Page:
Trees Speak Louder Than Words

Linda asks us to explore surrealism in poetry.   Stream of consciousness poetry or surrealism doesn’t have to be long.  Joyce, Wolf, Faulkner, Proust, Kerouac, Vonnegut were masters of the craft of surreal or stream of consciousness writing.  I’ve read them all.  Obviously my SOC is not messy – organized SOC.  But when it goes, it does wander.  I wrote this last year in the winter. I have shortened it by cutting the poem in half.

 

Trees Speak Louder Than Words
“Listen: Billy Pilgrim has come unstuck in time…” – Kurt Vonnegut, Slaughterhouse Five

and so it goes –
do I dare to eat a peach
or do I dare to eat an apple…
the trees speak louder
than a letter being opened with a boning knife –
rolling down the road hoppity-skip
and into the ditch.
you act as if you are the queen or king of creation.
yet I look at you as if you were a waterfall.
no flarf for me.
soc…stream of consciousness
the massacre of the Lakota Sioux
at Wounded Knee…
the sound of trees is louder
than a bullet through the air

image from Slaughterhouse Five

24 Comments (+add yours?)

  1. Linda Lee Lyberg
    Nov 19, 2019 @ 15:09:54

    Toni- Amazing where the mind goes isn’t it?

    Reply

  2. Phillip Knight Scott
    Nov 19, 2019 @ 15:23:33

    Yes! “the trees speak louder” indeed 🙂

    Reply

  3. sarahsouthwest
    Nov 19, 2019 @ 15:25:23

    I love those last two lines in particular. This is a helter-skelter of a poem, so much energy sweeping it along.

    Reply

  4. kim881
    Nov 19, 2019 @ 15:45:55

    I love the title, Toni, and the phrase ‘the trees speak louder / than a letter being opened with a boning knife’. I agree with Sarah bout it being a helter-skelter of a poem.

    Reply

  5. Frank Hubeny
    Nov 19, 2019 @ 15:56:39

    Nice lines: “rolling down the road hoppity-skip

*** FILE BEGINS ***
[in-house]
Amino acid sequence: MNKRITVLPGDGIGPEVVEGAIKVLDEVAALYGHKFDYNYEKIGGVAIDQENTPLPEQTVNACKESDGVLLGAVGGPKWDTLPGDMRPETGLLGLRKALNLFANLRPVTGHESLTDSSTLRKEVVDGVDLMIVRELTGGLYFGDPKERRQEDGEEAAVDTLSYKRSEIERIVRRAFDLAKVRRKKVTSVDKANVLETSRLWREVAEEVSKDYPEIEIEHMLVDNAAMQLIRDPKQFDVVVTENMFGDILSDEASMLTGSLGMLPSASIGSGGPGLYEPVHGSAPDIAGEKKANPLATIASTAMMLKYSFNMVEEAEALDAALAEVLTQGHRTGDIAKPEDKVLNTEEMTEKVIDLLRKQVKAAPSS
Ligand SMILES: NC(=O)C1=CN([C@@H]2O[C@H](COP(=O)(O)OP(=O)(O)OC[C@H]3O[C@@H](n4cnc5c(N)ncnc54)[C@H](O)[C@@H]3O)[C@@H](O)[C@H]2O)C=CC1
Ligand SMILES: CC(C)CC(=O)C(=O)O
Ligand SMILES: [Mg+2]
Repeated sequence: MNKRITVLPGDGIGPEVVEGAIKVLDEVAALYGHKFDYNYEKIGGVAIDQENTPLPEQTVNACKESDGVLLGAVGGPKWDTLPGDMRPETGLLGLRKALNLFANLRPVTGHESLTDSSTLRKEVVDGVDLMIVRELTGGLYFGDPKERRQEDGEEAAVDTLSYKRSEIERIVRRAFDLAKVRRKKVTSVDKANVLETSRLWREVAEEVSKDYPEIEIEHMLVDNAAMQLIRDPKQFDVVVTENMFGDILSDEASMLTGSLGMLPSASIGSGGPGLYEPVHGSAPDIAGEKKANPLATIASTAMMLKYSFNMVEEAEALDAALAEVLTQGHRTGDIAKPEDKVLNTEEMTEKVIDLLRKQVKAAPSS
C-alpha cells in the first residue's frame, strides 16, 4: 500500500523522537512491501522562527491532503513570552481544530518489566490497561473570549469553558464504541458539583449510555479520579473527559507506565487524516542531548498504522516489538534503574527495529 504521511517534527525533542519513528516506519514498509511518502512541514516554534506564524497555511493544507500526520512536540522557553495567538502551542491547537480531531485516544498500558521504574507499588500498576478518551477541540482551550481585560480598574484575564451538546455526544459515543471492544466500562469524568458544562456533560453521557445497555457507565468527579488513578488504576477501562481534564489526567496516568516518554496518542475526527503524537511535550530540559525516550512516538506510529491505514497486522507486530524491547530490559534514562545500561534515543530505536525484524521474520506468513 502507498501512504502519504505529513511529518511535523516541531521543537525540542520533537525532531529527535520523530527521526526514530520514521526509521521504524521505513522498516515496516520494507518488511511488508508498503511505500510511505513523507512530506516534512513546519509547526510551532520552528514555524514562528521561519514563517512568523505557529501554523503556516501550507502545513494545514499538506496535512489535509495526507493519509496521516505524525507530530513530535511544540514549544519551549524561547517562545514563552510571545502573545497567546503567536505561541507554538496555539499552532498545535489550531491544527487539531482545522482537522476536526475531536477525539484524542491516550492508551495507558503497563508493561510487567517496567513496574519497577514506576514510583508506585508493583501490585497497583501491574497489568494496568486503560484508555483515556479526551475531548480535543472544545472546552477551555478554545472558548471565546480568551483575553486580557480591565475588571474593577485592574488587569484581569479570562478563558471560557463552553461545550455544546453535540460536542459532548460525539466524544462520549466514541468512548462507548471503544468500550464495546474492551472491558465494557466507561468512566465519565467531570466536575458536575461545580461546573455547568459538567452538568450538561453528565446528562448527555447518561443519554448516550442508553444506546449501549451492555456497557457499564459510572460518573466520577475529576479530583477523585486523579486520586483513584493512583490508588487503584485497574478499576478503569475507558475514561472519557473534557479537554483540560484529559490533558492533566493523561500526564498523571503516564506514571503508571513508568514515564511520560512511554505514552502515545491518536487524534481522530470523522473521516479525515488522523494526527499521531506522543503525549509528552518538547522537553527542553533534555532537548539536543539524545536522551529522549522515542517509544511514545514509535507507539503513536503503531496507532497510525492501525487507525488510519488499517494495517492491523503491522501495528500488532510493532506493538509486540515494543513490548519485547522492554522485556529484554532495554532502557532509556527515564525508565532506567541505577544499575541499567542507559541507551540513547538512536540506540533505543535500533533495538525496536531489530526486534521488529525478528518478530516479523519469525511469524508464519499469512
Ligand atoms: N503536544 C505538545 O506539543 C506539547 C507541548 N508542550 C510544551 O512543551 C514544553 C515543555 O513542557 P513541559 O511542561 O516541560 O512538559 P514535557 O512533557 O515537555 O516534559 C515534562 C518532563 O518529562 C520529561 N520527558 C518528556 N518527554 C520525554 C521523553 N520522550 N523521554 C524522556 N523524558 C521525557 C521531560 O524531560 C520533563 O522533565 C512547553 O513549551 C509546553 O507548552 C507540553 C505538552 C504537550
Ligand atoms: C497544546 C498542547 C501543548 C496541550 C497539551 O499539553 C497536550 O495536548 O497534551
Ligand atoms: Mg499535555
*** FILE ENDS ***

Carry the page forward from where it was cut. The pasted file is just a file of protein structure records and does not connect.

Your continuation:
and into the ditch.”

    Reply

  6. Björn Rudberg (brudberg)
    Nov 19, 2019 @ 16:09:07

    Oh… anything that reminds of Slaughterhouse five is amazing isn’t it… I have never thought about the surrealism of it, rather the unreliable narrator, but it could be seen as surreal as well… and the journey from death in Dresden shares the vicious streak with wounded knee.

    Reply

  7. Glenn A. Buttkus
    Nov 19, 2019 @ 17:43:33

    I liked /yet I look at you as if you were a waterfall/–Flarf indeed. For someone who does not write SOC often, you take to it quite well.

    Reply

  8. revivedwriter
    Nov 19, 2019 @ 18:01:45

    Great quote to go with this quite surrealist poem!

    Reply

  9. lillian
    Nov 20, 2019 @ 07:38:47

    I like starting with the two mundane questions about eating a peach or an apple…adding the word “dare” to the question sets it up as more than mundane though. And the ending is an outloud sigh ending. From common fruit to the massacre of humanity by humanity and the silent trees that stand for so many years thereafter. Powerful indeed. MEANINGFUL soc here.

    Reply

    • kanzensakura
      Nov 20, 2019 @ 10:58:16

      Thank you Lillian. The daring to eat a peach comes directly from T.S,Eliot’s Love Song of J. Alfred Prufrock.

      Reply

    • kanzensakura
      Nov 20, 2019 @ 11:00:33

      Hit enter too soon. I couldn’t write stream of consciousness poetry, it just isn’t in me. And surrealism…no way. So I did it my own way and probably failed but hey, I tried. I don’t really care for SOC or surrealism. I enjoy it when other people write it but I don’t care to write it myself. LOL. I am too literal.

      Reply

  10. lynn__
    Nov 20, 2019 @ 09:15:34

    Wow, Toni, you bit the apple and the trees cried!

    Reply

  11. hank77
    Nov 20, 2019 @ 10:48:31

    kaykuala

    the sound of trees is louder
    than a bullet through the air

    No holds barred. Surrealism is fun. One can go to town in classic ways Toni!

    Hank

    Reply

  12. Rob Kistner
    Nov 20, 2019 @ 17:12:42

    Well written Toni. The mention of the Lakota Sioux really hit me.

    Reply

    • kanzensakura
      Nov 20, 2019 @ 19:26:11

      Thank you Rob. I am linked genetically to the Lakota people – about 10%. On one of my road trips across the country when I was 18 and 30, I stopped at the Wounded Knee memorial. I was ashamed of the way it was not maintained. I understand it is better kept now.

      Reply

  13. Just Barry
    Nov 25, 2019 @ 20:12:23

    I echo Rob’s sentiment about the Lakota Sioux.

    I was greatly intrigued by where your mind went with this poem. I was especially impressed by these lines:

    “the sound of trees is louder
    than a bullet through the air”

    Reply

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